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Plasma membrane ceramide

S Rodriguez-Cuenca, V Pellegrinelli, M Campbell, M Oresic, A Vidal-Puig
Sphingolipids in general and ceramides in particular, contribute to pathophysiological mechanisms by modifying signalling and metabolic pathways. Here, we present the available evidence for a bidirectional homeostatic crosstalk between sphingolipids and glycerophospholipids, whose dysregulation contributes to lipotoxicity induced metabolic stress. The initial evidence for this crosstalk originates from simulated models designed to investigate the biophysical properties of sphingolipids in plasma membrane representations...
January 16, 2017: Progress in Lipid Research
Fatima Bilal, Michaël Pérès, Nathalie Andrieu-Abadie, Thierry Levade, Bassam Badran, Ahmad Daher, Bruno Ségui
Sphingomyelin synthases 1 and 2 convert the anti-oncometabolite ceramide to sphingomyelin, the most abundant sphingolipid in plasma membrane. CD95L-induced ceramide increase is associated with the caspase-dependent inhibition of sphingomyelin synthesis, which enhances the mitochondrial route to apoptosis. Knocking down sphingomyelin synthase 1 or inhibiting sphingomyelin synthesis facilitates ceramide accumulation, cytochrome c release from mitochondria, and caspase-9 activation in cancer cell upon CD95L treatment...
2017: Methods in Molecular Biology
Syed M Qadri, Deborah Chen, Peter Schubert, Darian L Perruzza, Varsha Bhakta, Dana V Devine, William P Sheffield
BACKGROUND: Pathogen reduction treatment using riboflavin and ultraviolet light illumination (Mirasol) effectively reduces the risk of transfusion-transmitted infections. This treatment is currently licensed for only platelets and plasma products, while its application to whole blood (WB) to generate pathogen-inactivated red blood cells (RBCs) is under development. RBC storage lesion, constituting numerous morphologic and biochemical changes, influences RBC quality and limits shelf life...
December 26, 2016: Transfusion
Alireza Lajevardipour, James W M Chon, Amitabha Chattopadhyay, Andrew H A Clayton
Spectral relaxation from fluorescent probes is a useful technique for determining the dynamics of condensed phases. To this end, we have developed a method based on wide-field spectral fluorescence lifetime imaging microscopy to extract spectral relaxation correlation times of fluorescent probes in living cells. We show that measurement of the phase and modulation of fluorescence from two wavelengths permit the identification and determination of excited state lifetimes and spectral relaxation correlation times at a single modulation frequency...
November 22, 2016: Scientific Reports
Anis Ahmad, Alla Mitrofanova, Jacek Bielawski, Yidong Yang, Brian Marples, Alessia Fornoni, Youssef H Zeidan
The molecular mechanisms responsible for the development of proteinuria and glomerulosclerosis in radiation nephropathy remain largely unknown. Podocytes are increasingly recognized as key players in the pathogenesis of proteinuria in primary and secondary glomerular disorders. The lipid-modulating enzyme sphingomyelin phosphodiesterase acid-like 3B (SMPDL3b) is a key determinant of podocyte injury and a known off target of the anti-CD20 antibody rituximab (RTX). The current study investigates the role of sphingolipids in radiation-induced podocytopathy...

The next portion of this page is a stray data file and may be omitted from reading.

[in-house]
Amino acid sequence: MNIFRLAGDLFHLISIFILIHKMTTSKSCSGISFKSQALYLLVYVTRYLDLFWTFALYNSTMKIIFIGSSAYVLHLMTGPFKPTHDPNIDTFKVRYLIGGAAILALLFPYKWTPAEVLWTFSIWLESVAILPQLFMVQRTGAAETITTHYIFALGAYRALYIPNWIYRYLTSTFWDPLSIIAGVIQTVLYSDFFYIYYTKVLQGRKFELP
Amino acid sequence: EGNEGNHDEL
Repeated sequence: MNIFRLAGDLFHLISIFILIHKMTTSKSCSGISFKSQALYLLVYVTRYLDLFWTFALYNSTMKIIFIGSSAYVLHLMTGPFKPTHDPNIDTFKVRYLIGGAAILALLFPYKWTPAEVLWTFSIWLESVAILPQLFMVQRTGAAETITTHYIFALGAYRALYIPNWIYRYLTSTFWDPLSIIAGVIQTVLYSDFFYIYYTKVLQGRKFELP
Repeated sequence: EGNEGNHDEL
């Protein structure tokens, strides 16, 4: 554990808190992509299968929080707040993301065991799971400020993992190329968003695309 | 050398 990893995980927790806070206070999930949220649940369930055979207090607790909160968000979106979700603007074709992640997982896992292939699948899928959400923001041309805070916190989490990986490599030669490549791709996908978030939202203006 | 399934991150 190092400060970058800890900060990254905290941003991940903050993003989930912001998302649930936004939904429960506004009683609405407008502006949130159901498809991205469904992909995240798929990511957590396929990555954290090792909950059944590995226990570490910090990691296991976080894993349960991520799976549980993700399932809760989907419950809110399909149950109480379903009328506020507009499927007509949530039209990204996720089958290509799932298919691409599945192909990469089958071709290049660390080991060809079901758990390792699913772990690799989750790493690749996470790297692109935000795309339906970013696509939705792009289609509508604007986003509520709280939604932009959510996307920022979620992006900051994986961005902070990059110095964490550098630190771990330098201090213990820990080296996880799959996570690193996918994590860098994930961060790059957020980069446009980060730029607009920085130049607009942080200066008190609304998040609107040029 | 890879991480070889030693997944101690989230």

November 11, 2016: FASEB Journal: Official Publication of the Federation of American Societies for Experimental Biology
Masashi Maekawa, Minhyoung Lee, Kuiru Wei, Neale D Ridgway, Gregory D Fairn
Accumulation of phosphatidylserine in the inner leaflet of the plasma membrane is a hallmark of eukaryotes. Sublethal levels of staurosporine and related compounds deplete phosphatidylserine from the plasma membrane and abrogate K-Ras signaling. Here, we report that low-dose staurosporine and related compounds increase sphingomyelin mass. Mass-spectrometry and metabolic tracer analysis revealed an increase in both the levels and rate of synthesis of sphingomyelin in response to sublethal staurosporine. Mechanistically, it was determined that the abundance of the ORMDL proteins, which negatively regulate serine-palmitoyltransferase, are decreased by low-dose staurosporine...
November 2, 2016: Scientific Reports
Linyu Zhu, Xiahui Xiong, Yongsoon Kim, Naomi Okada, Fei Lu, Hui Zhang, Hong Sun
Receptor tyrosine kinases (RTKs) are embedded in the lipid bilayer of the plasma membrane, but the specific roles of various lipids in cell signaling remain largely uncharacterized. We have previously found that acid sphingomyelinase (ASM; also known as SMPD1) regulates the conserved DAF-2 (the ortholog IGF-1R in mammals) RTK signaling pathway in Caenorhabditis elegans How ASM and its catalytic products, ceramides, control RTK signaling pathways remain unclear. Here, we report that ASM regulates the homeostasis of Met, an RTK that is frequently overexpressed in various cancers...
November 15, 2016: Journal of Cell Science
Nicolas Coant, Wataru Sakamoto, Cungui Mao, Yusuf A Hannun